Did you hear what Luke said about that first community? He said, "There's no one in need among them." This is a poor community of Jerusalem, but everyone is OK. They have what they need because they all share what they have. They all recognize that whatever I have is a gift from God. It's not for me alone. It's for all those who are in need. So that first community gives us an extraordinary example of what Jesus asks of us. We must share. We must make sure that insofar it's possible for us, no one is in need.

We have to restrain the evil. Not only be reconciling, but also restrain evil. That would mean the evil of violence and war, the evil of suffering, the evil of hunger and the evil of sickness, which people don't have resources to take care of. We have to restrain all of that and make the world into the Reign of God. The task before us is really immense. I want to remind us what John said in that letter that we read today as our second lesson: "Because all those born of God overcome the world, the victory which overcomes the world is our fate."

We overcome the world by living in relationship to Jesus. That's what faith means. So the closer we are to Jesus, the more we can affect restraining evil, and spreading the goodness and love that Jesus asks of us. In the world in which we live, the evil that has been part of the world -- when John in the Gospel and in this letter talk about the world, he doesn't mean his part of creation. That's good. He's not condemning the world that God made, but evil has infected the world.

We have to overcome death, and there are extraordinary ways that we must overcome evil because evil is so extraordinary. I brought along a clipping that I read recently. The headline is UNICEF, United Nations Education Foundation. The report says children in deprivation in our world reach a billion. The article starts, "More than a billion children, more than half the children in the world, suffer extreme deprivation because of war, HIV/AIDS or poverty."

While there have been gains in reducing the death rates of young children and in increasing the number of children in school, the report said that some of the progress made over the past decade has been offset by the toll taken by war, AIDS and deprivation. Nearly half the estimated 3.6 million people killed in war since 1990 have been children. Our world is in distress. We must overcome that. We must change the world. We must transform it.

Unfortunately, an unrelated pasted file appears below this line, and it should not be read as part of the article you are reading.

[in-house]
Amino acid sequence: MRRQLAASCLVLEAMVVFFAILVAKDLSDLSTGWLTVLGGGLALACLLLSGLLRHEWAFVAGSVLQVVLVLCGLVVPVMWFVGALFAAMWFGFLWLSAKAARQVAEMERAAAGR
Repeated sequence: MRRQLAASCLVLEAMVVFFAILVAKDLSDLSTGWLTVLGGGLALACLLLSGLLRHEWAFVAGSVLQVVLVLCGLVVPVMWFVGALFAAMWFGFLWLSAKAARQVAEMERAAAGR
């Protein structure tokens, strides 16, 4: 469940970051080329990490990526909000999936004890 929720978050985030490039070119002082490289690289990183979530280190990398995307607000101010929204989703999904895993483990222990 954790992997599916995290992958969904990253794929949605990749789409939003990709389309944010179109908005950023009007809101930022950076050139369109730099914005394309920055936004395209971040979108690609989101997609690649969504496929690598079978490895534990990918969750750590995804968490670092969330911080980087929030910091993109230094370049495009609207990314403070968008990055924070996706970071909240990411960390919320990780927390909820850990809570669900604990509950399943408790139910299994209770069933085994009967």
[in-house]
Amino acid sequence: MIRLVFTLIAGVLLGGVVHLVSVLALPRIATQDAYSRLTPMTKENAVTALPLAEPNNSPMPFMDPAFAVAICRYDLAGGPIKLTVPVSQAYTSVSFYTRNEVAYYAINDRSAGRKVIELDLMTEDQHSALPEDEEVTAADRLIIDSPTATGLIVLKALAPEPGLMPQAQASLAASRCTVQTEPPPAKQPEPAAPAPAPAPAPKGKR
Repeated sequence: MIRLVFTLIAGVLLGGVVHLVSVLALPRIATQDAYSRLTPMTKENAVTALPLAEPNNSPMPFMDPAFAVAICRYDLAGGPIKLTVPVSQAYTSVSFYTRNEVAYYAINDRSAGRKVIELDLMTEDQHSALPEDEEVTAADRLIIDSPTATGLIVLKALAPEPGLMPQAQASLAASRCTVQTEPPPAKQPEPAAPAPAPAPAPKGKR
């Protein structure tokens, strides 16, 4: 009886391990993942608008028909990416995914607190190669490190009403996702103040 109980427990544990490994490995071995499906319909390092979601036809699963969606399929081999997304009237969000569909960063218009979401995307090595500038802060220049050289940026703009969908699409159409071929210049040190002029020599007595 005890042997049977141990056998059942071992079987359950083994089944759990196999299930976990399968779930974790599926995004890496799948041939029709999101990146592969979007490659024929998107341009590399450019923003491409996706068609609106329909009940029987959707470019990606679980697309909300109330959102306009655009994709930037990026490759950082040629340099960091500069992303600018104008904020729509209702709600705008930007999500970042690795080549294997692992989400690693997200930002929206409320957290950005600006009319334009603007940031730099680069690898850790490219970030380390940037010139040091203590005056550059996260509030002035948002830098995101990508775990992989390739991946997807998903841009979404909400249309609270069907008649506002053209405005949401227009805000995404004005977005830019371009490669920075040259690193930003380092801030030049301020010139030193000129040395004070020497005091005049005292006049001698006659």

This is what we're called to do. This is why Jesus sends the Holy Spirit upon the church there in that upper room in Jerusalem. This is why Jesus brings the Holy Spirit into our church today, right now, among us, so that we can accept that Holy Spirit, let it transform our hearts, bring us into closer relationship with Jesus in faith so that our faith now can transform the world. So when we celebrate baptism today and confirmation, all of us who are already baptized and confirmed must renew our commitment to accept that Holy Spirit from Jesus and let the Spirit change us.

We must let the Holy Spirit give us the ability to restrain evil, to transform our world, to bring reconciliation, forgiveness and love, to share our material goods the best way we can so that the Reign of God will break forth among us in a more clear and powerful way. We celebrate our baptism and our confirmation, and we welcome these new members of our community to be confirmed today with great joy, and together with them, we all commit ourselves now to do the work that Jesus has given to us.

"Receive the Holy Spirit. Whose sins you forgive, they are forgiven. The evil you restrain, it is restrained." Share whatever you have so that the goods of the world are for all and now for a few. There is our task. That is the commitment we make today as we celebrate baptism and confirmation for these three people, but also, we celebrate the renewal of our baptism and our confirmation as we accept the gift of the Holy Spirit once more and accept the challenge of Jesus: "As God sent me, so now I send you."

[Homily given at St. Charles Borromeo, Detroit. The transcripts of Bishop Gumbleton's homilies are posted weekly to Sign up here to receive an email alert when the latest homily is posted.]